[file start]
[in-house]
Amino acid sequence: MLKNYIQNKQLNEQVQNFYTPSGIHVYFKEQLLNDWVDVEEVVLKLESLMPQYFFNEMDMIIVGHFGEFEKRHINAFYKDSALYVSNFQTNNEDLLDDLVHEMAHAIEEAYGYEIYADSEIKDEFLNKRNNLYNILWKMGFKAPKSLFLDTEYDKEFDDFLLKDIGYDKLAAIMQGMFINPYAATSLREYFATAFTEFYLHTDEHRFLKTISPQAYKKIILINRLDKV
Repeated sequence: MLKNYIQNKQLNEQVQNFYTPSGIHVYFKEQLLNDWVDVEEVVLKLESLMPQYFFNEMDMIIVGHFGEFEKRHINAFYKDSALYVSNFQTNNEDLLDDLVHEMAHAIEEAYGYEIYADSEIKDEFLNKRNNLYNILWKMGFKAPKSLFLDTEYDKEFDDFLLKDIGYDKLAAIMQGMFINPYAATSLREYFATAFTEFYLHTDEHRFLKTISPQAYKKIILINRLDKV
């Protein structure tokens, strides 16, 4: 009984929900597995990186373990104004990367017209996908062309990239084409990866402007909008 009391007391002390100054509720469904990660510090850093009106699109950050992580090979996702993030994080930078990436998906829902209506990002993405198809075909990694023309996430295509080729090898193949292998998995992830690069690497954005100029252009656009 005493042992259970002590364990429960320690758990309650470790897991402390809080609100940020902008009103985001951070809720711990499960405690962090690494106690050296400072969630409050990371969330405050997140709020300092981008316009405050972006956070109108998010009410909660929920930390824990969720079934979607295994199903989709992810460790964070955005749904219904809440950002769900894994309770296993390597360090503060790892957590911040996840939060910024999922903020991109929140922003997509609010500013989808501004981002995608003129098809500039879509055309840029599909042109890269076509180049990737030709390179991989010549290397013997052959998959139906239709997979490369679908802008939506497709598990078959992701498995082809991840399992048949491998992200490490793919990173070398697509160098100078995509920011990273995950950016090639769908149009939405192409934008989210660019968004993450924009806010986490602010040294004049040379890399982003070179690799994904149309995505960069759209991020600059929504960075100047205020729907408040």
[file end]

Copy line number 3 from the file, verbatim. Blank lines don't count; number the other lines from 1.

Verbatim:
Repeated sequence: MLKNYIQNKQLNEQVQNFYTPSGIHVYFKEQLLNDWVDVEEVVLKLESLMPQYFFNEMDMIIVGHFGEFEKRHINAFYKDSALYVSNFQTNNEDLLDDLVHEMAHAIEEAYGYEIYADSEIKDEFLNKRNNLYNILWKMGFKAPKSLFLDTEYDKEFDDFLLKDIGYDKLAAIMQGMFINPYAATSLREYFATAFTEFYLHTDEHRFLKTISPQAYKKIILINRLDKV